Auto Emissions Scandal: Volkwagen taking steps to placate its customers
DETROIT >> Owners of 482,000 diesel Volkswagens and Audis in the U.S. are eligible for $1,000 in gift cards and vouchers as the automaker strives to placate customers dismayed by an emissions-rigging scandal.
VW announced the offer Monday. The car owners have been in limbo since mid-September, when VW admitted the cars are equipped with software that turns on pollution controls during government tests and turns them off while on the road.
VW has yet to unveil a fix for the cars. The U.S. Environmental Protection Agency says the cars, with 2-liter four-cylinder diesel engines, emit 10 to 40 times the allowable amount of harmful nitrogen oxide while being driven.
"The problem that most of us suffer from is we're in never-never land so this at least gives us some compensation until they figure it out," said Bob Rand, a retired judge in Pasadena, California, who says he and his wife have owned at least a dozen new Volkswagens over the years.
The $500 Visa gift card can be used anywhere, while the $500 voucher can be used at a VW dealership for things such as an oil change or new set of tires, or even a down payment on a new car. The offer also includes free roadside assistance for the diesel vehicles for three years.
Working on solution
"We are working tirelessly to develop an approved remedy for affected vehicles," said Michael Horn, VW's U.S. CEO, said in a statement. "In the meantime we are providing this goodwill package as a first step towards regaining our customers' trust."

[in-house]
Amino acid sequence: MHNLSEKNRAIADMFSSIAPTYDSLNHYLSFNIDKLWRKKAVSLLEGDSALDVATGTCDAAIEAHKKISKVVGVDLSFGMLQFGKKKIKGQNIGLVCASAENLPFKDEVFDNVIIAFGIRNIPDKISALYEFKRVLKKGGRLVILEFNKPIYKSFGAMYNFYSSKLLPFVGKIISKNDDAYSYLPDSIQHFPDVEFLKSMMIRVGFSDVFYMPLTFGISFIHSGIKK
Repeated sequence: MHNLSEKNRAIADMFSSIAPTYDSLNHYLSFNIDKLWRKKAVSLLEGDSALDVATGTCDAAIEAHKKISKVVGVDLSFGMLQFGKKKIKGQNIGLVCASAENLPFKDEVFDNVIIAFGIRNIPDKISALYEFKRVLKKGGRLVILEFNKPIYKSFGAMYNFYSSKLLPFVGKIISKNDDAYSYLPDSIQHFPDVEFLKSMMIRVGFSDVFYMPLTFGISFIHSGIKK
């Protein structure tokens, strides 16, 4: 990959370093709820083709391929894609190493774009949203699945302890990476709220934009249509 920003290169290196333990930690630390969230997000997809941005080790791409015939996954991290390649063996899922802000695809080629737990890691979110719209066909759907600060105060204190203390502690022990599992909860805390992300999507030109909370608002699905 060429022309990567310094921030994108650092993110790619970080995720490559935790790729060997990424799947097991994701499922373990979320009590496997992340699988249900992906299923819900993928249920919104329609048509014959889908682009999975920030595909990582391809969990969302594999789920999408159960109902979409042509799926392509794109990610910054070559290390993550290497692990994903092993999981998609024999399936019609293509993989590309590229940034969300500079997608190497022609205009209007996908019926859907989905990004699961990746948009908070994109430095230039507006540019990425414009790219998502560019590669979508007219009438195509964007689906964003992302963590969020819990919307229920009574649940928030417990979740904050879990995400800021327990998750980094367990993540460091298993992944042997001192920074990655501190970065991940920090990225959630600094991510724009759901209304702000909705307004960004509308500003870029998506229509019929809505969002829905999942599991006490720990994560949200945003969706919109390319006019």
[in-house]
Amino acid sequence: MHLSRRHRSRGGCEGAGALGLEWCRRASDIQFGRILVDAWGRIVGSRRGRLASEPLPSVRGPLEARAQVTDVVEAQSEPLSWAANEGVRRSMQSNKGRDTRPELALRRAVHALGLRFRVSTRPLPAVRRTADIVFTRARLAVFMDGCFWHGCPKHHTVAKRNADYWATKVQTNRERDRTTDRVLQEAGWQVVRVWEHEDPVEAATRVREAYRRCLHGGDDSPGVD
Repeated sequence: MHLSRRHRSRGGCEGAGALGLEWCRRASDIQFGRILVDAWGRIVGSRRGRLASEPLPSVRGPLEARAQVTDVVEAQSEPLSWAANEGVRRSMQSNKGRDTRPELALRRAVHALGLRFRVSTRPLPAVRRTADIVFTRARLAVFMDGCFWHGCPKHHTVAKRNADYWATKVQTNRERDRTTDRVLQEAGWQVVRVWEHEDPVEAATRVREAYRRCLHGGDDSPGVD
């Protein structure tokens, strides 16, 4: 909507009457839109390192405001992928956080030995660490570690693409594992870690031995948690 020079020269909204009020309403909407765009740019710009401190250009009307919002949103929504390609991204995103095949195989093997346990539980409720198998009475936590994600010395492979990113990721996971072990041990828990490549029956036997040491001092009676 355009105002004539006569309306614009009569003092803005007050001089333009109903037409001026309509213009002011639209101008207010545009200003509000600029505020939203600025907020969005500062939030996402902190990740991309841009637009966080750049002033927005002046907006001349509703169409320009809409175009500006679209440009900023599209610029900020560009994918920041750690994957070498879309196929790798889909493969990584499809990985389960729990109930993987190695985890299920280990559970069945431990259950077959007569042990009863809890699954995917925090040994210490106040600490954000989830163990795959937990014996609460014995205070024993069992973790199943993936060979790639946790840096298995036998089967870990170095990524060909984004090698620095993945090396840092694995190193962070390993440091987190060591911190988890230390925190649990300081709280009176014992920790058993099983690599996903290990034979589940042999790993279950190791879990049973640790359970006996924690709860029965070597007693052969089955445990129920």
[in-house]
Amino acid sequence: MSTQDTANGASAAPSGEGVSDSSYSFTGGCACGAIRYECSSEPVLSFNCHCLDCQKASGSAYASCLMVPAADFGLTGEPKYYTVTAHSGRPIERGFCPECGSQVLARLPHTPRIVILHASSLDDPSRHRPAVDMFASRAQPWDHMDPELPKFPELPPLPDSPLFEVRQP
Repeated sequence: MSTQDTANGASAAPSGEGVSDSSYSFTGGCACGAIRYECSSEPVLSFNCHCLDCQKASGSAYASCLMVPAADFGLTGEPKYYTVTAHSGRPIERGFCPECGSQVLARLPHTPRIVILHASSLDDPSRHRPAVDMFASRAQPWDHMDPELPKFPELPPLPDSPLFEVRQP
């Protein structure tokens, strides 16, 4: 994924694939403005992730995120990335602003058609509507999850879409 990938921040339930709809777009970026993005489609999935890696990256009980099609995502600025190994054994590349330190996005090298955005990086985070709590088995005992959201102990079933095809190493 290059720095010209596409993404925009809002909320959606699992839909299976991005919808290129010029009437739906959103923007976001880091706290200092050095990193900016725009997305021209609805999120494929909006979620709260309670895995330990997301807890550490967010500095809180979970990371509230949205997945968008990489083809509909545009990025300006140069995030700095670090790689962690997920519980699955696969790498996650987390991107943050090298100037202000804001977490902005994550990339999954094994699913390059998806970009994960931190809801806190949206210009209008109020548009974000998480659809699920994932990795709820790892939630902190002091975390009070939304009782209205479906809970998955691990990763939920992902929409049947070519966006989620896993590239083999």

Steve Kalafer, chairman of the Flemington Car and Truck Country dealerships in Flemington, New Jersey, said Volkswagen's offer is a welcome first step after a long silence between the automaker, its customers and its U.S. retailers.
Kalafer said he hasn't heard yet from any customers about Volkswagen's offer, but he expects they'll want more from the company to address the many issues raised by the emissions scandal.
"They will appreciate the communication, but I imagine that until a real resolution is found that appreciation will be muted," he said.
Whatever fix VW designs could wind up hurting performance or perhaps fuel mileage, the two main reasons why people buy diesels. More than 200 class-action lawsuits have been filed in the U.S. against VW alleging that the scandal caused the diesel cars to drop in value.
Average auction prices of VW diesel models have dropped nearly $2,100, or 16 percent, since the announcement, while VW gasoline models have fallen 4 percent, Kelley Blue Book said Monday.
Josh Badall, of Phoenix, Arizona, just sold his 2009 Jetta TDI because of the scandal as well as a host of mechanical problems.
He bought the car used for $9,000 in 2013 and recently sold if for less than the Kelley Blue Book value, at $6,500.
"I don't think solving it in a retrospective manner like that really changes a whole lot of anything, especially considering the value of those vehicles."
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